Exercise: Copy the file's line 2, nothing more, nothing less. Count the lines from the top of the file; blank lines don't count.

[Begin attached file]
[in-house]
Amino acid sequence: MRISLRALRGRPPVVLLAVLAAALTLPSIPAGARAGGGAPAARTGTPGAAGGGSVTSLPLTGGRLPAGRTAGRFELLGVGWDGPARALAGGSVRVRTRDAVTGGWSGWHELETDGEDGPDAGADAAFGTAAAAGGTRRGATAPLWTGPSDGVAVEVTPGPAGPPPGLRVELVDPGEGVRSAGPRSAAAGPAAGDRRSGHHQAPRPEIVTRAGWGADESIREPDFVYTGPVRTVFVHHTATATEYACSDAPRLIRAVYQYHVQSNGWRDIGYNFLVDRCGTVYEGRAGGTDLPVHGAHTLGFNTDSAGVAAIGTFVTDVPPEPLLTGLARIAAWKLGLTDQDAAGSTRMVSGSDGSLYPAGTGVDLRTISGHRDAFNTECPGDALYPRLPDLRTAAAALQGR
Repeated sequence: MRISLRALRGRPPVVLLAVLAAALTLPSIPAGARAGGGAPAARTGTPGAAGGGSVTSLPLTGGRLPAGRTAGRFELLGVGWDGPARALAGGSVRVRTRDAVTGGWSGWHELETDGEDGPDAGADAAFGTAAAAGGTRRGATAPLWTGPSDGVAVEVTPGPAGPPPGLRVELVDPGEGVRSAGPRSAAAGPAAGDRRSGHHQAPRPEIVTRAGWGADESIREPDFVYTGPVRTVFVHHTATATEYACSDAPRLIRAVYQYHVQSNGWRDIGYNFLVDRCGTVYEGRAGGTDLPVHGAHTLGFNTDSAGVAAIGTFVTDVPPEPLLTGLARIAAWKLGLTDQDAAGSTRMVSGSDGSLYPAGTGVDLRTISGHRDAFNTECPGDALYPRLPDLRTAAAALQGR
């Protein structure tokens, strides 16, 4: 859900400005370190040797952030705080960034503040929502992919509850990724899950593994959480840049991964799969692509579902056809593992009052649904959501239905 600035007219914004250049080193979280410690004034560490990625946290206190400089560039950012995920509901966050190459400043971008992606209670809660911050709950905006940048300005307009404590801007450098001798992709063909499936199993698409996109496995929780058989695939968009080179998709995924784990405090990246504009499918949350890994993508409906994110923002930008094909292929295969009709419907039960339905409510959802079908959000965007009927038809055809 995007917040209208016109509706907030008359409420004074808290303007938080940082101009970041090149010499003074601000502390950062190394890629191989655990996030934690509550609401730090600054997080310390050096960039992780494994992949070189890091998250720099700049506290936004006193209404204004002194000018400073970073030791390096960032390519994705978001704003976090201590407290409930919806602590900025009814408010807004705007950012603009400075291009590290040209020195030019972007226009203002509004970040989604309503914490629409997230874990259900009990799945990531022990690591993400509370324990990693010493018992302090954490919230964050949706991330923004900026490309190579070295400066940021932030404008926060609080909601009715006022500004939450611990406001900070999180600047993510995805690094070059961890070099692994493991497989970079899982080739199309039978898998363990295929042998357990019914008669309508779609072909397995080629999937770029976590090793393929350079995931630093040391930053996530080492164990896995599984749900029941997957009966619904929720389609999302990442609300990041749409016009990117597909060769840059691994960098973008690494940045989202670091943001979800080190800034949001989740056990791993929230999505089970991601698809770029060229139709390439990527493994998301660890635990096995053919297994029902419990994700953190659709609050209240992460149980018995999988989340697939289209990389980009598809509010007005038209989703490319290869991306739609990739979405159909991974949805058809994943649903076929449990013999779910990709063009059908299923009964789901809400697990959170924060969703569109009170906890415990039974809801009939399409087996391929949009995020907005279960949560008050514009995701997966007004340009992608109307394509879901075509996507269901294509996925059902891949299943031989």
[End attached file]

Amino acid sequence: MRISLRALRGRPPVVLLAVLAAALTLPSIPAGARAGGGAPAARTGTPGAAGGGSVTSLPLTGGRLPAGRTAGRFELLGVGWDGPARALAGGSVRVRTRDAVTGGWSGWHELETDGEDGPDAGADAAFGTAAAAGGTRRGATAPLWTGPSDGVAVEVTPGPAGPPPGLRVELVDPGEGVRSAGPRSAAAGPAAGDRRSGHHQAPRPEIVTRAGWGADESIREPDFVYTGPVRTVFVHHTATATEYACSDAPRLIRAVYQYHVQSNGWRDIGYNFLVDRCGTVYEGRAGGTDLPVHGAHTLGFNTDSAGVAAIGTFVTDVPPEPLLTGLARIAAWKLGLTDQDAAGSTRMVSGSDGSLYPAGTGVDLRTISGHRDAFNTECPGDALYPRLPDLRTAAAALQGR